The Joy in Serving
“The greatest among you will be your servant.” Matthew 23:11
At CCDC we serve those who work at lower-income jobs. This past year with the impact of businesses closing, many have lost their jobs. These folks struggle to put food on their table. We want to help them with the meals we serve each week, but equally important, we want to affirm their dignity and value.
In our society, the prevailing view of those who are construction workers, waiters, maids, janitors, or others who work in low pay jobs, is that they are less valuable. They’re ranked socially near the bottom. We unconsciously see these low-income people as less significant. Jesus didn’t see people this way. In fact, he had the opposite view. Why did he do this? Jesus did not romanticize slavery – an evil institution – or describe in an idealistic fashion the hard, grueling, and often demeaning work of a servant. He was seeing something extremely valuable about the humble work of the jobs others looked down upon.
My dad taught me the value of hard work. During the Great Depression, he dropped out of high school to work as a sharecropper in the South. Later he worked at a steel mill and learned a trade as a pipe fitter. He worked in what Mike Rowe called “Dirty Jobs” in his TV show. He never saw himself as inferior to those who worked as doctors, lawyers, or executives.
Jesus treated all people as equals and saw the work of those who were the lowest servants as having the greatest value. Why? I believe there are two reasons. First, work, even dirty jobs, has dignity. God works! Genesis tells us that God worked to create the universe. Then God told Adam and Eve to go work the earth. God gives value to work. Work is a divine activity. Jesus said, “My Father is always at his work to this very day, and I too am working.” John 5:17. Secondly, work gives dignity to others we serve. Workers can take joy in their work as they see it benefit those they serve.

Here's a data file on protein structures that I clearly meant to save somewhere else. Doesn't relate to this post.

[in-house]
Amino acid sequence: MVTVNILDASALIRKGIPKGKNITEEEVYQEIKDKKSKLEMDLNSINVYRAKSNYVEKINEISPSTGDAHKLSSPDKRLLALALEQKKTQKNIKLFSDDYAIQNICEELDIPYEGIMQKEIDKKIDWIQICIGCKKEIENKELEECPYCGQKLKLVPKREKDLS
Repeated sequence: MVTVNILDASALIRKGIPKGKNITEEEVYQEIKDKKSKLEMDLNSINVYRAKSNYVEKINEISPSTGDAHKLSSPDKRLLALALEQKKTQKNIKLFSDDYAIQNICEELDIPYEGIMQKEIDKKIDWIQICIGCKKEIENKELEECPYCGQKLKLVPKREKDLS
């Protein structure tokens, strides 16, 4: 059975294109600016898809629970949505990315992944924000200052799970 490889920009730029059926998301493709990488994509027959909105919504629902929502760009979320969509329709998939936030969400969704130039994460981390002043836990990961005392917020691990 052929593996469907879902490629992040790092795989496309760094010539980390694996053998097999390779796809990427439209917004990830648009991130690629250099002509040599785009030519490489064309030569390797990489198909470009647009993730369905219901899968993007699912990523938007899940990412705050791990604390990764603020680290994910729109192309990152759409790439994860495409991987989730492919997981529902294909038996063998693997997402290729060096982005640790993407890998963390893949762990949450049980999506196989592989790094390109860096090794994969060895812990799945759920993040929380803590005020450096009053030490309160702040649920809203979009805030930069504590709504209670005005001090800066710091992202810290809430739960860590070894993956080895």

Jesus pushed even further to view the dignity of work, even the lowest of work. At that time, the washing of feet was considered one of the lowest, most menial of tasks — fit only for the lowest of slaves. Jesus shocked his disciples in washing their feet. He told them that to be great they must be the servants of all the others. His teaching was beyond a mere lecture. It was a practical example of servanthood. Also, Jesus showed the disciples that servanthood is not just a matter of casual service. It is central to discipleship. He would soon demonstrate the lowest of all serving. His suffering on the cross would serve for the redemption of the world to pay the price of our sins. There’s no greater act of serving than when someone lays down his life for others. Jesus demonstrated his love for us and his example for us to follow.
I marvel at the love that is shared by those have who come to serve at CCDC. Our volunteers have the opportunity to serve in simple ways by putting together the meals and giving them out. We experience the joy that Christ gives us in serving others.
Mrs. Coleman is one of our caterers who provides our dinner meals. She exudes joy in her being able to be a part of our ministry in the city. Jessica and Harry are faithful volunteers on Wednesdays. They serve with immense enthusiasm in putting together our carry-out meals.
Come experience the joy of serving at CCDC. You can sense the presence of Christ as we serve the needs of those who come from the Near Eastside community. Help support us in bringing the love of Christ to all people.
May God’s peace be with you,
Pastor Jim and Debby Riley